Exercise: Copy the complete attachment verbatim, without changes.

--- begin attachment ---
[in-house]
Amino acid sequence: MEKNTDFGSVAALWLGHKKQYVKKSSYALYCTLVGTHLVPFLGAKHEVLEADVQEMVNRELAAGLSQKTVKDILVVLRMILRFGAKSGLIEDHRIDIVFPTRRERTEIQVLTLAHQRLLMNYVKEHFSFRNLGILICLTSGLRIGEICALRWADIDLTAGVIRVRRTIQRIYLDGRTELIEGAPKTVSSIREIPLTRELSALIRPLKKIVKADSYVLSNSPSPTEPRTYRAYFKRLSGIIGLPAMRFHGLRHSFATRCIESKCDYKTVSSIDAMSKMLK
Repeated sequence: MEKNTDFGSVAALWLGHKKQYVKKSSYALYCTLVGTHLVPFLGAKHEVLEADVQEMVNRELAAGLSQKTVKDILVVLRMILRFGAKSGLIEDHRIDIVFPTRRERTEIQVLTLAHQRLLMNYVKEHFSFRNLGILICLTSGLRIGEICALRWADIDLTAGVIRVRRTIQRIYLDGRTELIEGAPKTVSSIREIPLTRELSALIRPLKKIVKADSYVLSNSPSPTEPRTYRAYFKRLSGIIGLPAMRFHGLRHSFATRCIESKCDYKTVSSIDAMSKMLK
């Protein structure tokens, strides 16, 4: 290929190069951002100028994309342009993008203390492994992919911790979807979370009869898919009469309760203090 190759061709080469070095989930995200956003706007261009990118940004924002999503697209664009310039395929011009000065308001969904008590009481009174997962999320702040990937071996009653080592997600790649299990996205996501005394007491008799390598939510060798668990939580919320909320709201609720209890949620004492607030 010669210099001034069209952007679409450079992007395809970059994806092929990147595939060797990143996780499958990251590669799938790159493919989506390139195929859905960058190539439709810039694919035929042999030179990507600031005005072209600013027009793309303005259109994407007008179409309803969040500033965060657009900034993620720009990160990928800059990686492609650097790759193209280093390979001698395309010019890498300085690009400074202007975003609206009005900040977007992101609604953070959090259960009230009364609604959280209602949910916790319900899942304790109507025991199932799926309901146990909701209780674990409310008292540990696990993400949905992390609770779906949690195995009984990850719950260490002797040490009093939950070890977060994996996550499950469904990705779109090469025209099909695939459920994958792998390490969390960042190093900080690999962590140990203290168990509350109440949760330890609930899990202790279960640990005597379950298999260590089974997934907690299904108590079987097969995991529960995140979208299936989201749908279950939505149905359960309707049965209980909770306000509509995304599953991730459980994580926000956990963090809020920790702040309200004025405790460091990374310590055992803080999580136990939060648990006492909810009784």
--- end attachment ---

[in-house]
Amino acid sequence: MEKNTDFGSVAALWLGHKKQYVKKSSYALYCTLVGTHLVPFLGAKHEVLEADVQEMVNRELAAGLSQKTVKDILVVLRMILRFGAKSGLIEDHRIDIVFPTRRERTEIQVLTLAHQRLLMNYVKEHFSFRNLGILICLTSGLRIGEICALRWADIDLTAGVIRVRRTIQRIYLDGRTELIEGAPKTVSSIREIPLTRELSALIRPLKKIVKADSYVLSNSPSPTEPRTYRAYFKRLSGIIGLPAMRFHGLRHSFATRCIESKCDYKTVSSIDAMSKMLK
Repeated sequence: MEKNTDFGSVAALWLGHKKQYVKKSSYALYCTLVGTHLVPFLGAKHEVLEADVQEMVNRELAAGLSQKTVKDILVVLRMILRFGAKSGLIEDHRIDIVFPTRRERTEIQVLTLAHQRLLMNYVKEHFSFRNLGILICLTSGLRIGEICALRWADIDLTAGVIRVRRTIQRIYLDGRTELIEGAPKTVSSIREIPLTRELSALIRPLKKIVKADSYVLSNSPSPTEPRTYRAYFKRLSGIIGLPAMRFHGLRHSFATRCIESKCDYKTVSSIDAMSKMLK
């Protein structure tokens, strides 16, 4: 290929190069951002100028994309342009993008203390492994992919911790979807979370009869898919009469309760203090 190759061709080469070095989930995200956003706007261009990118940004924002999503697209664009310039395929011009000065308001969904008590009481009174997962999320702040990937071996009653080592997600790649299990996205996501005394007491008799390598939510060798668990939580919320909320709201609720209890949620004492607030 010669210099001034069209952007679409450079992007395809970059994806092929990147595939060797990143996780499958990251590669799938790159493919989506390139195929859905960058190539439709810039694919035929042999030179990507600031005005072209600013027009793309303005259109994407007008179409309803969040500033965060657009900034993620720009990160990928800059990686492609650097790759193209280093390979001698395309010019890498300085690009400074202007975003609206009005900040977007992101609604953070959090259960009230009364609604959280209602949910916790319900899942304790109507025991199932799926309901146990909701209780674990409310008292540990696990993400949905992390609770779906949690195995009984990850719950260490002797040490009093939950070890977060994996996550499950469904990705779109090469025209099909695939459920994958792998390490969390960042190093900080690999962590140990203290168990509350109440949760330890609930899990202790279960640990005597379950298999260590089974997934907690299904108590079987097969995991529960995140979208299936989201749908279950939505149905359960309707049965209980909770306000509509995304599953991730459980994580926000956990963090809020920790702040309200004025405790460091990374310590055992803080999580136990939060648990006492909810009784």